This compact guide provides the jump-start Oracle developers need to make the transition from traditional programming to the development of useful Web applications for Oracle8i. Even readers who start out knowing nothing about HTML, PL/SQL, or Oracle's other tools will learn how to create simple Web applications in a matter of days. The book focuses on Oracle8i, but also covers Web development for earlier Oracle versions (Oracle8 and Oracle7).Background:The explosion in the use of the Internet and the Web has resulted in a whole new way of doing business. Developers who only yesterday were using COBOL to write accounts payable systems are now being asked to create a broad range of new Internet-based applications ranging from electronic commerce (e-commerce) Web sites to internal data warehouses to enterprise resource planning (ERP) systems. Unfortunately, the filesystem architectures of most Web systems aren't up to the task. The new breed of Web applications -- which are quickly becoming critical resources that companies need to survive -- demand a platform that provides production-quality tools for content management, application development, and application integration. And current Web techniques are inadequate in many ways.Oracle8i, Oracle's "Internet database," gives Web developers a way to build Web technology on top of a relational database, rather than on a traditional filesystem. With Oracle8i, companies can apply well understood, reliable, production-quality database methodologies to Web content management. Oracle8i also supports a wide variety of application development platforms and tools that are tightly integrated to the core database. Finally, Oracle8i supports technologies that help companies tie their Web-based applications into legacy applications.There is a lot to learn in Oracle8i. Not only does it enhance basic database features, it introduces Java and a variety of Web development tools. Oracle8i provides a soup-to-nuts platform for Web site and Web application development that extends traditional database concepts to Web content. It replaces the traditional filesystem used by most Web servers with a database management system.Many users are intimidated by the vast array of new technologies in Oracle8i. And yet, they are under pressure to use these technologies to build complex Web applications right now. This book gives such users a way to start using Oracle8i immediately to create useful Web applications. It is a concise, easy-to-read guide to the basic technologies developers need to understand in order to build Web applications.Contains:The book describes the following Web development tools:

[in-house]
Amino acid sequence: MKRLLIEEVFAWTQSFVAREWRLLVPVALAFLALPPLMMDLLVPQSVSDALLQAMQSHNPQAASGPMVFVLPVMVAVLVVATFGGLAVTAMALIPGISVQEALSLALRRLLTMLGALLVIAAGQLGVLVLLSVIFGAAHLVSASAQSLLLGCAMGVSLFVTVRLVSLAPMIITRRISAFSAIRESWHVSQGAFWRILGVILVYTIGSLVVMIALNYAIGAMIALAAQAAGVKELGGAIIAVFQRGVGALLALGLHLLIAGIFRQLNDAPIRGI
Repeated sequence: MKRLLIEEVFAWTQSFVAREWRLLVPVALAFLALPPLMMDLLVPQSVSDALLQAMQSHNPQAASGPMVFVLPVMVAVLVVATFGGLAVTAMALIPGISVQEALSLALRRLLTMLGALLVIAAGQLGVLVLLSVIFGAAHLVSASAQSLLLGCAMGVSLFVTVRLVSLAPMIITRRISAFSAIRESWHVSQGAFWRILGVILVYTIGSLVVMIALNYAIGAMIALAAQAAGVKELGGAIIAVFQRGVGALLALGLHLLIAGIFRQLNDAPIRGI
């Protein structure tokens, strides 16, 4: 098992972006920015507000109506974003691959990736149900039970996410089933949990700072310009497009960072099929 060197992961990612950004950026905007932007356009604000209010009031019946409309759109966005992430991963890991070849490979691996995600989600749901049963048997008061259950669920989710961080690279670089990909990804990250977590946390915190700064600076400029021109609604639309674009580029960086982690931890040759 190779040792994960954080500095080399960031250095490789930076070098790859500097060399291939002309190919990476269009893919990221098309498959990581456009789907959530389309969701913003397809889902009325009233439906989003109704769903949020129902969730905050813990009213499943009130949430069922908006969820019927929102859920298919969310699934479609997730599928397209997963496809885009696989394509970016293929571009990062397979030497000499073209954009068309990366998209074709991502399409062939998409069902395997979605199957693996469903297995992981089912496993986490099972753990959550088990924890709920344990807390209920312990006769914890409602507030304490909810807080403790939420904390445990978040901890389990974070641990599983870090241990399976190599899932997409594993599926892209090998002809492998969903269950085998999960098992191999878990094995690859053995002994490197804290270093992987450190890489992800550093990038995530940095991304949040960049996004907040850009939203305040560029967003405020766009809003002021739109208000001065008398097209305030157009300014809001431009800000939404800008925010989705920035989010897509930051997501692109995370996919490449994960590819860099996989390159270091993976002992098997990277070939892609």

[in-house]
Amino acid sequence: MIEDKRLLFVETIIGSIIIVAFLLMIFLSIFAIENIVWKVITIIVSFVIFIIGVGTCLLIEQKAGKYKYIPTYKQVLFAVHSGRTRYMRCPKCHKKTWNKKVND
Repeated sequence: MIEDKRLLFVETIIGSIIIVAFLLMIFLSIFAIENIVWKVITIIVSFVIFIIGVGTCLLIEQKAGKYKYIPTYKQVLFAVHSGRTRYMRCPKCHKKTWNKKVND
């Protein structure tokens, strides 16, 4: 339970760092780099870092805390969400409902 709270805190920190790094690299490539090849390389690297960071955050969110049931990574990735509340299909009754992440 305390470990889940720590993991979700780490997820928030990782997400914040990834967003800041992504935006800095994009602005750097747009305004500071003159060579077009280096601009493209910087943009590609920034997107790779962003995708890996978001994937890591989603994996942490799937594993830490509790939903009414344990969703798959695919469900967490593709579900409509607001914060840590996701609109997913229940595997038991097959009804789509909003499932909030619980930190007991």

PL/SQL-- a structured programming language that combines procedural constructs and standard SQL. It offers such features as cursors, loops, conditional and sequential control statements, exception handlers, records, tables, and constructs for developing modular code (functions, procedures, and packages).
PL/SQL Toolkit -- a set of PL/SQL packages supplied by Oracle for use in developing Web applications.
HTML -- an ASCII-based markup language used to create Web pages.
WebDB -- A software system for building, monitoring, and creating content-driven Web sites; it allows users to use a Web browser to access and store information in the Oracle8i database.
Oracle Application Server (OAS) -- an extensible Web server that uses plug-in programs called cartridges to allow database-integrated Web systems to be developed in a variety of languages (e.g., PL/SQL, Java, Perl).
XML -- An emerging standard for creating self-describing documents. It is similar to HTML but allows you to create your own markup tags. XML is expected to be a key technology in electronic commerce systems.
The book also presents several fully realized sample Web applications that will teach you how to build such applications of your own.
NOTE: Although this book touches on the Java features of Oracle8i, it doesn't cover Java development per se. Switching to Java represents an enormous change for most Oracle developers. This book provides an evolutionary path for readers who want to do useful Oracle8i Web development now, using mostly familiar tools. Additional books will provide Java training for those who have mastered these Web tools and want to take the next step.
Chapter 1 Introduction
The Internet Grows Up
Current Web Techniques Are Inadequate
A Roadmap to Oracle8i
Chapter 2 Foundations
Content Delivery Model
Database Security Review
Chapter 3 WebDB
Overview of WebDB
Chapter 4 Oracle Application Server (OAS)
How OAS Returns Web Resources
Creating Dynamic Resources
Chapter 5 HTML
Programming in HTML
A Whirlwind Tour
Chapter 6 PL/SQL